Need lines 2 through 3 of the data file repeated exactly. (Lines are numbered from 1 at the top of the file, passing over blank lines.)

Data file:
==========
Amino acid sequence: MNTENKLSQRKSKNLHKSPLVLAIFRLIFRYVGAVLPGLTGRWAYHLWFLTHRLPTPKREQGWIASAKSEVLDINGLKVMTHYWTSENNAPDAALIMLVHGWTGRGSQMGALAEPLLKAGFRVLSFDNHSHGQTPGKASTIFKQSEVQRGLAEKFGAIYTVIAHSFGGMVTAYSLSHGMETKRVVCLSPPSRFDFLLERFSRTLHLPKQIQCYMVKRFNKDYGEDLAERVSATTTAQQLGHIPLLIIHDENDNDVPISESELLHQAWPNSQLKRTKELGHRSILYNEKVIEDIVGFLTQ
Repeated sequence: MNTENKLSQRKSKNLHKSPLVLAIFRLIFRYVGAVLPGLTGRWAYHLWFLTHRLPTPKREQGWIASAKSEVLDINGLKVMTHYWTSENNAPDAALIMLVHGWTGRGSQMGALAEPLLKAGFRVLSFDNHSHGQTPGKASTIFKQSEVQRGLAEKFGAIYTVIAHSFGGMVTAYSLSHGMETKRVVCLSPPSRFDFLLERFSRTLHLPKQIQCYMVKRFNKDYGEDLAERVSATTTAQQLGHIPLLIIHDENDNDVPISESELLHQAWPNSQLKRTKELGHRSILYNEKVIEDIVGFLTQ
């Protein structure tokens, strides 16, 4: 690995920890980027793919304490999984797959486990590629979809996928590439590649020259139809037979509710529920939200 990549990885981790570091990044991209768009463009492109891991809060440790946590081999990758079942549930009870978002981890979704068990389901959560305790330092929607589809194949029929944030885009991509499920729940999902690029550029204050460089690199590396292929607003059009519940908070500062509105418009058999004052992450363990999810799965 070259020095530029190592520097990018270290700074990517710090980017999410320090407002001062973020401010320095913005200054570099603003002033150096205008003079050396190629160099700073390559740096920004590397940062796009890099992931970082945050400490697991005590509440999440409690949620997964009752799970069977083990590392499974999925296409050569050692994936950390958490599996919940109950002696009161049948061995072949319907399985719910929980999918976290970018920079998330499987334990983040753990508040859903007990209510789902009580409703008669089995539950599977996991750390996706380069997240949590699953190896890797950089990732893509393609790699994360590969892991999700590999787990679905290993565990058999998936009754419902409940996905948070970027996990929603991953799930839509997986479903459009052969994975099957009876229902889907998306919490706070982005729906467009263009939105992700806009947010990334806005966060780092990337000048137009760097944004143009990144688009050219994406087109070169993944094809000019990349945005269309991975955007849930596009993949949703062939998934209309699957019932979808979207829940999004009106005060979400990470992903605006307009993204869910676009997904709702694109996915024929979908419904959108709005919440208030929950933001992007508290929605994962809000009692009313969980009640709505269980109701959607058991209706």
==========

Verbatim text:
Repeated sequence: MNTENKLSQRKSKNLHKSPLVLAIFRLIFRYVGAVLPGLTGRWAYHLWFLTHRLPTPKREQGWIASAKSEVLDINGLKVMTHYWTSENNAPDAALIMLVHGWTGRGSQMGALAEPLLKAGFRVLSFDNHSHGQTPGKASTIFKQSEVQRGLAEKFGAIYTVIAHSFGGMVTAYSLSHGMETKRVVCLSPPSRFDFLLERFSRTLHLPKQIQCYMVKRFNKDYGEDLAERVSATTTAQQLGHIPLLIIHDENDNDVPISESELLHQAWPNSQLKRTKELGHRSILYNEKVIEDIVGFLTQ
């Protein structure tokens, strides 16, 4: 690995920890980027793919304490999984797959486990590629979809996928590439590649020259139809037979509710529920939200 990549990885981790570091990044991209768009463009492109891991809060440790946590081999990758079942549930009870978002981890979704068990389901959560305790330092929607589809194949029929944030885009991509499920729940999902690029550029204050460089690199590396292929607003059009519940908070500062509105418009058999004052992450363990999810799965 070259020095530029190592520097990018270290700074990517710090980017999410320090407002001062973020401010320095913005200054570099603003002033150096205008003079050396190629160099700073390559740096920004590397940062796009890099992931970082945050400490697991005590509440999440409690949620997964009752799970069977083990590392499974999925296409050569050692994936950390958490599996919940109950002696009161049948061995072949319907399985719910929980999918976290970018920079998330499987334990983040753990508040859903007990209510789902009580409703008669089995539950599977996991750390996706380069997240949590699953190896890797950089990732893509393609790699994360590969892991999700590999787990679905290993565990058999998936009754419902409940996905948070970027996990929603991953799930839509997986479903459009052969994975099957009876229902889907998306919490706070982005729906467009263009939105992700806009947010990334806005966060780092990337000048137009760097944004143009990144688009050219994406087109070169993944094809000019990349945005269309991975955007849930596009993949949703062939998934209309699957019932979808979207829940999004009106005060979400990470992903605006307009993204869910676009997904709702694109996915024929979908419904959108709005919440208030929950933001992007508290929605994962809000009692009313969980009640709505269980109701959607058991209706």